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Monday, July 22, 2024 | Back issues
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Ethical Massage

I know it's early, but I've come across a strong contender for Southern California Lawsuit of the Year.

It's a proposed class action against Allied Professional Insurance Company.

"The class Plaintiff represents consists of massage therapists who, between December 21, 2008, and about February 22, 2011, were denied coverage, a defense and/or indemnity, by defendants, and each of them, for claims made by third persons against such class of massage therapists, which claims against Plaintiff and class members included negligence and/or mere allegations of sexual misconduct allegedly made during the provision of lawful massage services."

Yes, if you rub someone the wrong way, there may be no insurance coverage.

So many questions.

How, for example, does one negligently massage? Have you gone too far if you hear bones cracking? Is it the masseur's fault if the massagee is unusually ticklish?

And what exactly is sexual misconduct by a massage therapist?

Isn't a lawsuit just as likely if there's no sexual misconduct? Could "misconduct" be defined as failing to offer sex?

Disappointment can be very damaging to the psyche.

What I most wondered about, though, is how often could massage therapists be sued. Is this so common that a therapist can't be without insurance?

I wouldn't have thought so but the suit has a second defendant: The American Massage Council.

Bet you didn't know there was one of those.

According to the suit, the Council claims that "with more than fifty years of combined experience in massage therapy defense, massage therapy practice management, massage therapy ethics and risk management, we will be there when you need us."

Massage therapy ethics?

Is it improper to make claims about past massage successes?

Is it a conflict of interest to massage parties who hate each other?

Is it proper to share fees with another therapist brought in to complete a threesome?

Does a masseur/masseuse who massages him/herself have a fool for a client?

We need the Council to answer these questions.

ANOTHER EXAMPLE. I've discovered another profession that could be an example for lawyers: dentistry.

I realized this after spotting a billboard advertising "sleep dentistry." The ad contained a series of bullet point advantages and one of them was "total memory loss."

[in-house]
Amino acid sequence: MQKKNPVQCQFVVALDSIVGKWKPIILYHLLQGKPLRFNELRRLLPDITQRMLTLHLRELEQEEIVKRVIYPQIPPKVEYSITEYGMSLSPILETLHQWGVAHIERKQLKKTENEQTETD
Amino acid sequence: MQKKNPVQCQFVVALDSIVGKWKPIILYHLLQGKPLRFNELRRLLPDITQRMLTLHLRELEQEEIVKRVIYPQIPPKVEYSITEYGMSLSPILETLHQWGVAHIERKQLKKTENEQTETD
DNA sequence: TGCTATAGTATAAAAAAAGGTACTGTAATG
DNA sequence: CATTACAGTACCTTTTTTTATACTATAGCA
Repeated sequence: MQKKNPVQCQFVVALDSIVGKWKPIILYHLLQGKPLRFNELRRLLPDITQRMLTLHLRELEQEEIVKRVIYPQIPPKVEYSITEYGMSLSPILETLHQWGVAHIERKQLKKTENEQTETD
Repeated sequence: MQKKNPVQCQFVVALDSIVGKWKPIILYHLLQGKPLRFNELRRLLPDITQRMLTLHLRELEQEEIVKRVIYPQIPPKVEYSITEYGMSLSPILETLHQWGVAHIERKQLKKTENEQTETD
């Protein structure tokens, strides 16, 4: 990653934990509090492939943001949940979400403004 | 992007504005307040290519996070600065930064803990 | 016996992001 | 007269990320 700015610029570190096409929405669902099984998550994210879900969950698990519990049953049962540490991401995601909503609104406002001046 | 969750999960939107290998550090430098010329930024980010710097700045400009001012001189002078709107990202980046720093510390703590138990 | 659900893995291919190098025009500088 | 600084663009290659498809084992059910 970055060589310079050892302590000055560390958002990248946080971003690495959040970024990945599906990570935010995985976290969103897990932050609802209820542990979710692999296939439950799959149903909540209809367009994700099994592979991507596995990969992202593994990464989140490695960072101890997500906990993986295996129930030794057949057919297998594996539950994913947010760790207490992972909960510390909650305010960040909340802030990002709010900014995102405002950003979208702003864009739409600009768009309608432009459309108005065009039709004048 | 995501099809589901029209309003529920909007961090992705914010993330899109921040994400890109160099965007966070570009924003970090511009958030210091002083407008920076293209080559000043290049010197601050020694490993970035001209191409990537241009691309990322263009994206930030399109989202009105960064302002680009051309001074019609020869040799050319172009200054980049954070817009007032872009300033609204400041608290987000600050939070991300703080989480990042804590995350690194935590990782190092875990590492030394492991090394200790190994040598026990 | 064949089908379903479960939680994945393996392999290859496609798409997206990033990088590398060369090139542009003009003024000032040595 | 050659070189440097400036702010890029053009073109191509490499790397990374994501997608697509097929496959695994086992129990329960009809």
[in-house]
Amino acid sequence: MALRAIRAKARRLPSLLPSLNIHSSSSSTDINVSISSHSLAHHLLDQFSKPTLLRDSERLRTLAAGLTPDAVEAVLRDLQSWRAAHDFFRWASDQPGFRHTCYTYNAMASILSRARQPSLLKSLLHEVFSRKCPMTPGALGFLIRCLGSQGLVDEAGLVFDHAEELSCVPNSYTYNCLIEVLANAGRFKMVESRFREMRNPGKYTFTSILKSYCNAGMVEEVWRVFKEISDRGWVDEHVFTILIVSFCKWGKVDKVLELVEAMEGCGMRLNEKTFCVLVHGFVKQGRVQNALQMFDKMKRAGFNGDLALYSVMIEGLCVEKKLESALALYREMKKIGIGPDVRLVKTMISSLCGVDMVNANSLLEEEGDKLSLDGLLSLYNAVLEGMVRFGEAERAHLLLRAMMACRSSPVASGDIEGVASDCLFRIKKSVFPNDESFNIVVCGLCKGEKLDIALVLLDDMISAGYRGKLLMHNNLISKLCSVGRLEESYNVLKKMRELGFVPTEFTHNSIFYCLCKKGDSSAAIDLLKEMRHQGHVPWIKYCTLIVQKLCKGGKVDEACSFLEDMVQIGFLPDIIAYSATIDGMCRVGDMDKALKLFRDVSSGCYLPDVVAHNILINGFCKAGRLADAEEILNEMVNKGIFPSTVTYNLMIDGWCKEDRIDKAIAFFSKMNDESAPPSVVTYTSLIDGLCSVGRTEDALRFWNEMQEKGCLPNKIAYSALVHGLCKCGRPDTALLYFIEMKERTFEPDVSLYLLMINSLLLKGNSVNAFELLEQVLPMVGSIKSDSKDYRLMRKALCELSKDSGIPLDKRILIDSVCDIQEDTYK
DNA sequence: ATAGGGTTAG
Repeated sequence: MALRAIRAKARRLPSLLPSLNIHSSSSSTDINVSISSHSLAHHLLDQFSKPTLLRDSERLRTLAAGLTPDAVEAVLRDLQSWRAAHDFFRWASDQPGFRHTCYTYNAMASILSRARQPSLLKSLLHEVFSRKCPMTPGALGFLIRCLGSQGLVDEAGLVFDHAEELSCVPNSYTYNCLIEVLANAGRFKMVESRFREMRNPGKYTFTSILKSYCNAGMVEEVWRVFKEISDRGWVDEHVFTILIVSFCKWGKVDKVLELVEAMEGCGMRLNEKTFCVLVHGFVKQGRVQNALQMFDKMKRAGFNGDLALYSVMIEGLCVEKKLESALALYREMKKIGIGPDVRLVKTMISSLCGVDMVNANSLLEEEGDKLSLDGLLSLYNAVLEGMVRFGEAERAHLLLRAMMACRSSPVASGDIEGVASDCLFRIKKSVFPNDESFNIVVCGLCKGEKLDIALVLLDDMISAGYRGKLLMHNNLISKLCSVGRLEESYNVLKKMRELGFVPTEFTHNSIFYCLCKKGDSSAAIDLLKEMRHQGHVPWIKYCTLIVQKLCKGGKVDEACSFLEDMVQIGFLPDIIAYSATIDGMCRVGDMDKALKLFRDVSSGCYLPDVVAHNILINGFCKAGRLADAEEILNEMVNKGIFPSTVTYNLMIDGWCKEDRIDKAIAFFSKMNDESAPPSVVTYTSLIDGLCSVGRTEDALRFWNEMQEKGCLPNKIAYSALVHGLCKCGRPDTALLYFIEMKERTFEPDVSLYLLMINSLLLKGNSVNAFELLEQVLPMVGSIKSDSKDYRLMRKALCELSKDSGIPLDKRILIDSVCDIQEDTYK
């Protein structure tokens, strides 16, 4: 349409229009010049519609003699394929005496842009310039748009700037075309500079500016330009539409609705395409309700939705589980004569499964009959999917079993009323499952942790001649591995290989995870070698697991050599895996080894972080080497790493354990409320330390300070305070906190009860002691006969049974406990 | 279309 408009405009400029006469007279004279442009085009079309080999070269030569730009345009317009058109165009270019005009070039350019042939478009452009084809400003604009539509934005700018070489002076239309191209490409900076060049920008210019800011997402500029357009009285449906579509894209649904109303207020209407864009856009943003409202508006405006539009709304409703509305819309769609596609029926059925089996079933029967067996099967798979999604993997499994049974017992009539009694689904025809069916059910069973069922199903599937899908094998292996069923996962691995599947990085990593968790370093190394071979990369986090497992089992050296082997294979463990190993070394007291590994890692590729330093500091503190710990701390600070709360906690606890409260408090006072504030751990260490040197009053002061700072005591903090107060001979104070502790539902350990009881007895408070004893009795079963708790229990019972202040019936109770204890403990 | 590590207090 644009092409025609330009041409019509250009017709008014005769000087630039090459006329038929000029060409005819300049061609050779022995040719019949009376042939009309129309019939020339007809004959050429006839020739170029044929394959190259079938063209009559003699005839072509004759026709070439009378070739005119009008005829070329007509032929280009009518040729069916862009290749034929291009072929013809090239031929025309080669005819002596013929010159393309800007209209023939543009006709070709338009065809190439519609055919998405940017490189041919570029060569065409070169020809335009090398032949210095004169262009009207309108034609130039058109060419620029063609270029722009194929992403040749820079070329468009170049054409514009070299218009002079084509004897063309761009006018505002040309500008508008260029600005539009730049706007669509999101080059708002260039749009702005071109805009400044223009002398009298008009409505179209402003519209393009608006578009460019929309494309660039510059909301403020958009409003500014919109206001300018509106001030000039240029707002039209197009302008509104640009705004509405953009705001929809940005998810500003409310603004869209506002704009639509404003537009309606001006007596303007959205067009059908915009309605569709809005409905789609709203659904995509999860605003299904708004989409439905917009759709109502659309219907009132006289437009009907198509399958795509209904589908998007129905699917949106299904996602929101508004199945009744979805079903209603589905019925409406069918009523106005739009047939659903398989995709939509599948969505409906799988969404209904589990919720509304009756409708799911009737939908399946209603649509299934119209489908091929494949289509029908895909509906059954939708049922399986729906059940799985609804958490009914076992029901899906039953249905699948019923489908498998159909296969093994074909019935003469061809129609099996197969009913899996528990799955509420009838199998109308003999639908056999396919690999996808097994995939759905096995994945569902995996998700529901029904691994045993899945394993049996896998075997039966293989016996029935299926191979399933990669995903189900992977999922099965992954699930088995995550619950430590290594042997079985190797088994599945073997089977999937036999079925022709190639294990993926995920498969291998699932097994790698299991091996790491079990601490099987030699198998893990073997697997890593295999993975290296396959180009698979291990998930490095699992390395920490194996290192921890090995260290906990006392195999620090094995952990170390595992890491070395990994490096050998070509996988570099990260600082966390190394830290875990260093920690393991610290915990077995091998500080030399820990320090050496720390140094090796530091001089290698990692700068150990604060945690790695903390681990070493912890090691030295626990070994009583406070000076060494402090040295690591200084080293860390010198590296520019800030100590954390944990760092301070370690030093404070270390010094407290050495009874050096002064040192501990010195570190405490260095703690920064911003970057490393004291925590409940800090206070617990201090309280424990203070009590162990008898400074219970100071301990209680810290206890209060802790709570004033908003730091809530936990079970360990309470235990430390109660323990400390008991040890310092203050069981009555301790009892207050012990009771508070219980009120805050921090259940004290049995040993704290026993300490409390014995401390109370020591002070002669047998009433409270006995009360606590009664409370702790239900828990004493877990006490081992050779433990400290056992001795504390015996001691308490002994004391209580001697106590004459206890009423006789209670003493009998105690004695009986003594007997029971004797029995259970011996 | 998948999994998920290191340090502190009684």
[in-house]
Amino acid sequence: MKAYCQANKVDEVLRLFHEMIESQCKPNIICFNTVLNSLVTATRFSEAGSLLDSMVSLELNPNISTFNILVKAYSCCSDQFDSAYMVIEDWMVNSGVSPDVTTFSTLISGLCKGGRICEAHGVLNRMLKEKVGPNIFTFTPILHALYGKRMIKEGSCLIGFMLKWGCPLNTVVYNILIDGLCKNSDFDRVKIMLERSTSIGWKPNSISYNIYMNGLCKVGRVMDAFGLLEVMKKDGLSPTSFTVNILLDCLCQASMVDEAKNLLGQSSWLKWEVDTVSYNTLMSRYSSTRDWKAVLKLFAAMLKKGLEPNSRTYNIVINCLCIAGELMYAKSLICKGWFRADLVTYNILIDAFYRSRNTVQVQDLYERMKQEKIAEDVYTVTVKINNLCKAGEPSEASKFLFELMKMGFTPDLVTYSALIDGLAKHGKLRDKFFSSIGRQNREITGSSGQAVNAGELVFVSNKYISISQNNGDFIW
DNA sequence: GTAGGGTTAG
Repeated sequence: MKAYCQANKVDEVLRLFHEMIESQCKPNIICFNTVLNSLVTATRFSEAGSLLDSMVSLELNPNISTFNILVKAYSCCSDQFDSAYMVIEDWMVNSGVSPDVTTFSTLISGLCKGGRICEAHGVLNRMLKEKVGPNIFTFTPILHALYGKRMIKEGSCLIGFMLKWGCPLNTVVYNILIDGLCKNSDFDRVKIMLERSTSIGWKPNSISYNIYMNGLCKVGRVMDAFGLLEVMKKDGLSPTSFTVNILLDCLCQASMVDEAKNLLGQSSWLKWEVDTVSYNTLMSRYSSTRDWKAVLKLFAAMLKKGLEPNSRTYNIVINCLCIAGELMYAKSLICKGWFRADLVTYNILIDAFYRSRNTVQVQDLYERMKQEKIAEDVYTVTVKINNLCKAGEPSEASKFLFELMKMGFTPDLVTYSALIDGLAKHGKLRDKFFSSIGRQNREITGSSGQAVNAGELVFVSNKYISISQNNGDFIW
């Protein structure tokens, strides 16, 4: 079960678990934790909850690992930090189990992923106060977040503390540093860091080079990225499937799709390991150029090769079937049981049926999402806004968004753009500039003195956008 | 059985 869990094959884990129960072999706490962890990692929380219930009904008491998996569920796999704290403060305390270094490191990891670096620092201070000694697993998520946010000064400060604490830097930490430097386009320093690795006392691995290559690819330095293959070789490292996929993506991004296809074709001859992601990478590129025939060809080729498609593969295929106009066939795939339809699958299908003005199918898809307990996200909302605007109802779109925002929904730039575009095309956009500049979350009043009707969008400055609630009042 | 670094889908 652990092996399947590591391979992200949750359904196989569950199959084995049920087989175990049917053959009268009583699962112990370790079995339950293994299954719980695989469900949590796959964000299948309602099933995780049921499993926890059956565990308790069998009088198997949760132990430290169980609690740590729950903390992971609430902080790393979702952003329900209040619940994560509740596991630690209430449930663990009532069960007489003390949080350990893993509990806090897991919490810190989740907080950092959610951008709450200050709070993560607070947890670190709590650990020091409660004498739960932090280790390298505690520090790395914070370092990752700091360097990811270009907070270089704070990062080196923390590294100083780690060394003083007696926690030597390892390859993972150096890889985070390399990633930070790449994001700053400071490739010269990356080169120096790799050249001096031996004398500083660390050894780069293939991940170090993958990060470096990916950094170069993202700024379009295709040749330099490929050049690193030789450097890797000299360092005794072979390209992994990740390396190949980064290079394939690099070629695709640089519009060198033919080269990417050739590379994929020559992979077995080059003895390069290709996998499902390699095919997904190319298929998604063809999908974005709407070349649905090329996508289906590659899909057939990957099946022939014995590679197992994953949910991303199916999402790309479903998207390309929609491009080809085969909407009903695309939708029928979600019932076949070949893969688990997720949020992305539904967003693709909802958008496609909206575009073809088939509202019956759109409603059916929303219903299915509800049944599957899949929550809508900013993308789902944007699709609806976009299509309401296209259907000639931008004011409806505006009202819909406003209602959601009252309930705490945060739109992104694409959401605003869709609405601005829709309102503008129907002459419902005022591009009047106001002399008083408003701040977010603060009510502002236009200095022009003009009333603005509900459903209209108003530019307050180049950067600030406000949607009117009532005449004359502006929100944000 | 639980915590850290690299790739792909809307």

Apparently you can get your teeth fixed and then begin a whole new life.

I wasn't sure this was a great selling point for people with toothaches, but it could be a great idea for lawyers.

You put a distressed client to sleep for the years the litigation will take and then wake them up with no memory of any of it.

Just make sure you get your fee up front.

NO COURTS FOR GOVERNMENT. Here's a concept you may not have considered before: all U. S. courts have a conflict of interest in cases involving the government because courts are part of and get paid by the government.


Well, maybe. But I do have an entertainment option for you (particularly those of you looking for something to do while suffering from insomnia). Check out this website: www.fulldisclosure.net.

You'll find hours of entertainment watching a surprisingly cheerful-looking old guy explaining how corrupt the bench is and how any judgment in L. A. Superior Court is void if it involved the county as a party.

My favorite video so far is the one in which we learn how this Ph.D. and former prosecutor was tortured in jail. The torture - as related by the smiling, double-chinned guy fresh out of jail - includes leaving the lights on at night, "freezing" in temperatures in the 50s, and having to shower alone.

And then there was the indignity of having to wear a red jumpsuit instead of an orange one.

Really. I don't make this stuff up.

Expect the movie version soon.

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